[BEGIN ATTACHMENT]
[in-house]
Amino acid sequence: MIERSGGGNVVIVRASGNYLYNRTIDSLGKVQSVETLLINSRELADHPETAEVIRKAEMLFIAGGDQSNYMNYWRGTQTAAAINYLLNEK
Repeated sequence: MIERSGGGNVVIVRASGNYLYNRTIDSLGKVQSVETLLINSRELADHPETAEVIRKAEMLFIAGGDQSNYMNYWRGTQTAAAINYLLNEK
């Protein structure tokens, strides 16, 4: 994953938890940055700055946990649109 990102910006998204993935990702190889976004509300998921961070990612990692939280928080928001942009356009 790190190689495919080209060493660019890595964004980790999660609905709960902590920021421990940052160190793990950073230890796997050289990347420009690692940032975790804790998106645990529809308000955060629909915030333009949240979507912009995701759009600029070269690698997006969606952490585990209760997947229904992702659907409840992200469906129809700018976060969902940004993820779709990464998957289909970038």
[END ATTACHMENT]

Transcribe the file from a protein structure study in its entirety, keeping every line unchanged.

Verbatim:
[in-house]
Amino acid sequence: MIERSGGGNVVIVRASGNYLYNRTIDSLGKVQSVETLLINSRELADHPETAEVIRKAEMLFIAGGDQSNYMNYWRGTQTAAAINYLLNEK
Repeated sequence: MIERSGGGNVVIVRASGNYLYNRTIDSLGKVQSVETLLINSRELADHPETAEVIRKAEMLFIAGGDQSNYMNYWRGTQTAAAINYLLNEK
């Protein structure tokens, strides 16, 4: 994953938890940055700055946990649109 990102910006998204993935990702190889976004509300998921961070990612990692939280928080928001942009356009 790190190689495919080209060493660019890595964004980790999660609905709960902590920021421990940052160190793990950073230890796997050289990347420009690692940032975790804790998106645990529809308000955060629909915030333009949240979507912009995701759009600029070269690698997006969606952490585990209760997947229904992702659907409840992200469906129809700018976060969902940004993820779709990464998957289909970038």